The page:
October 17th, 2006
The Marconi Wireless cocktail
There are a million old cocktail recipes out there. Sometimes, you’ll stumble upon one that’s really intriguing, as I did recently with the Marconi Wireless. It’s not only tasty, it’s got all sorts of cool historical and cultural connections.
I was flipping through a 1957 paperback that my significant other, Scott, picked up at a flea market recently: The Art of Mixing Drinks (“Based on the famous Esquire Drink Book” exclaims the book’s cover). I was looking for a recipe using applejack; luckily the book has an entire section on applejack cocktails. The Marconi Wireless caught my eye: 2/3 applejack, 1/3 Italian vermouth, 2 dashes orange bitters. ‘Hmm, I bet that’s good. And it’s so simple!’ I thought. Sure enough, it was a snappy, satisfying drink, and we had to find out more about it.
Part of our excitement about the Marconi Wireless had to do with the fact that we visit Wellfleet, Cape Cod frequently and always pass Marconi Beach, the stretch of sand where Guglielmo Marconi transmitted the first transatlantic wireless message from the U.S. in 1903. Cocktails, Wellfleet, historic events — that combination jazzed us. We thought, ‘Man, every bar in Wellfleet should be serving Marconi Wirelesses!’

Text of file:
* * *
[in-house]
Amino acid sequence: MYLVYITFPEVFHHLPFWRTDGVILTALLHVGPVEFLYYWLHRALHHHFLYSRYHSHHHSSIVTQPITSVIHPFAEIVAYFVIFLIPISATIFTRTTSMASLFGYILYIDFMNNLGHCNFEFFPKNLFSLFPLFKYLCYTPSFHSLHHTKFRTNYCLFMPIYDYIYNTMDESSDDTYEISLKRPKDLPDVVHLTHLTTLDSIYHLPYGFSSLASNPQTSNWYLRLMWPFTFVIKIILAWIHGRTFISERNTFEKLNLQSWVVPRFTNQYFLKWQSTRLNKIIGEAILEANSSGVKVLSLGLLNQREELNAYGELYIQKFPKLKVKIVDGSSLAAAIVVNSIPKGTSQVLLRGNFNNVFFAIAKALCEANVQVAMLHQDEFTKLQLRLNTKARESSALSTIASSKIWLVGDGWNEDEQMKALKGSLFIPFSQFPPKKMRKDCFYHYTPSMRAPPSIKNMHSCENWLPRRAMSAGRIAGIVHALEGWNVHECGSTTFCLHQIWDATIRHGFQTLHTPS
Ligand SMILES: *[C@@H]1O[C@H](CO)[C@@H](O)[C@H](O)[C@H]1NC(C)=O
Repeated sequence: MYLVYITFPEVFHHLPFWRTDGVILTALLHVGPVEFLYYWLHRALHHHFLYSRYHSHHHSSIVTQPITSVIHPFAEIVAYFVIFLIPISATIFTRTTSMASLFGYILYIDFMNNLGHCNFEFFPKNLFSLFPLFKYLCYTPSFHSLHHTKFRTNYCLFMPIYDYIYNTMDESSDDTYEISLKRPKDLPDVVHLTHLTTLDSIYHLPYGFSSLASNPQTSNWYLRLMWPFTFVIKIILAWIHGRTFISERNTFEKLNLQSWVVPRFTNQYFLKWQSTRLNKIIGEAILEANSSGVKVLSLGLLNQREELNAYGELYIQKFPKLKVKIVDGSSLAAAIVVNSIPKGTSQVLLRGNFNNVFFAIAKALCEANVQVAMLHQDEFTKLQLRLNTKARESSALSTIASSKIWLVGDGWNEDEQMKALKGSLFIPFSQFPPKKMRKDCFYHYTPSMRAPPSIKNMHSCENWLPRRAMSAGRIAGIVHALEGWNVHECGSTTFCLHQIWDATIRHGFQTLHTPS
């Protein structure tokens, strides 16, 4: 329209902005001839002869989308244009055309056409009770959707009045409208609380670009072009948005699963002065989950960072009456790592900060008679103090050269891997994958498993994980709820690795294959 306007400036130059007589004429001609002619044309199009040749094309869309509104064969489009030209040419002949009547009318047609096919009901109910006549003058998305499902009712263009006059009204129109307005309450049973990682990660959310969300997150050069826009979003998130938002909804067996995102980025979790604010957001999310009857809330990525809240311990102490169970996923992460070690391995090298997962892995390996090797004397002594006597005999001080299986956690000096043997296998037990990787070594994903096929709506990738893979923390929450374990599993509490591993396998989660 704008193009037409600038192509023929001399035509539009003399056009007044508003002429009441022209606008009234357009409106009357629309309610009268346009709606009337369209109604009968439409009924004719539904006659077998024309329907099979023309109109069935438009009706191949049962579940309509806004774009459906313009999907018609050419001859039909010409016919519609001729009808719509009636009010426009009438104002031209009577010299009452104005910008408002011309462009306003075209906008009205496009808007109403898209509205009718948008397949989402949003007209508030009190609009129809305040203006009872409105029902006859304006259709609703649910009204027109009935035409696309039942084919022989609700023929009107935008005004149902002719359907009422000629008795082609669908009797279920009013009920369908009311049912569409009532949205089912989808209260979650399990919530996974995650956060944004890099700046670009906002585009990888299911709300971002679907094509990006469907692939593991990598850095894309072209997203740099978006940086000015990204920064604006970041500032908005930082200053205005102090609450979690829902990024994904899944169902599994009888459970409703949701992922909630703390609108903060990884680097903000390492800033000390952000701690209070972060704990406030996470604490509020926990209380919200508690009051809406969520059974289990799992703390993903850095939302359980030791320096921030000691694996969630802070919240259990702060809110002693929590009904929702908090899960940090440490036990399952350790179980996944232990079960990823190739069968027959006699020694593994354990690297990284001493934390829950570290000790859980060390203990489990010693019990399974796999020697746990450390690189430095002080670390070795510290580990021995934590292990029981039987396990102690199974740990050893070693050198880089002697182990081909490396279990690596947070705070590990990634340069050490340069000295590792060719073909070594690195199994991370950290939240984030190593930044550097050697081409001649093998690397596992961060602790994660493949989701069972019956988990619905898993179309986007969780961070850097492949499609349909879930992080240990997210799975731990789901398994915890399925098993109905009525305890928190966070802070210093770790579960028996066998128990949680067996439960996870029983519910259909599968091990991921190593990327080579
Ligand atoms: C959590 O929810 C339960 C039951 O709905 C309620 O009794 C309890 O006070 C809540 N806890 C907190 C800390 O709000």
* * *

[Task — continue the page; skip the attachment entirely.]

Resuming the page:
With a little digging, we found a 1992 New York Times article that William Grimes wrote on historic New York City hotel bars. It turns out that the Marconi Wireless was among several potions invented at the Waldorf-Astoria, and it is listed in the Old Waldorf-Astoria Bar Book. When was the cocktail invented? Perhaps when Marconi was feted by the American Institute of Electrical Engineers at the Waldorf in 1902 for his role in pioneering radio communication. Or maybe later, in 1912, when Marconi gave testimony at the Senate hearings at the Waldorf on the Titanic disaster. One of the things he was questioned about was how Marconi Company wireless operators who survived the wreck came to receive payment from the New York Times for their stories. In 1902, the cocktail would be an homage. In 1912, a jeer. Thoughts, anyone?
Fun sidebar: our research also led us to the term “cocktail party effect.” The term emerged in the early days of air traffic control, when the difficulty of discerning the intermixed voices of pilots over one loudspeaker was compared to that of zeroing in on one conversation amid the loud chatter of a cocktail party.